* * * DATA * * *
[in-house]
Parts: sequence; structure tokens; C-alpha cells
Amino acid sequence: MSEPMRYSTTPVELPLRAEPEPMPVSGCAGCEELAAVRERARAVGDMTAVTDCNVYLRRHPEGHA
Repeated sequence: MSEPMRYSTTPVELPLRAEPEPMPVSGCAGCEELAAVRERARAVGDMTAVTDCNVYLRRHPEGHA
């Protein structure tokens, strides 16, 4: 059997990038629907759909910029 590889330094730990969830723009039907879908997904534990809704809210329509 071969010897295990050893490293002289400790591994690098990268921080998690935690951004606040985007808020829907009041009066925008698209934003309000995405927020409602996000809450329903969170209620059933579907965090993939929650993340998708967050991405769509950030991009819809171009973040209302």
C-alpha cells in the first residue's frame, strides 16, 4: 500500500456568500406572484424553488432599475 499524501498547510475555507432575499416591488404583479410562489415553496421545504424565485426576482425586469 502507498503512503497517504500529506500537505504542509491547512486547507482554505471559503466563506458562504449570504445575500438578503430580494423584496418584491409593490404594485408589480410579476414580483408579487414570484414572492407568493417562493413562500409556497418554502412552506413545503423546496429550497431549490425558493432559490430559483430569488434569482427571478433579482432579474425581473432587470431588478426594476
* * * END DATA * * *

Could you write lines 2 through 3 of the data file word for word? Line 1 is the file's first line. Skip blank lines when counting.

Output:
Parts: sequence; structure tokens; C-alpha cells
Amino acid sequence: MSEPMRYSTTPVELPLRAEPEPMPVSGCAGCEELAAVRERARAVGDMTAVTDCNVYLRRHPEGHA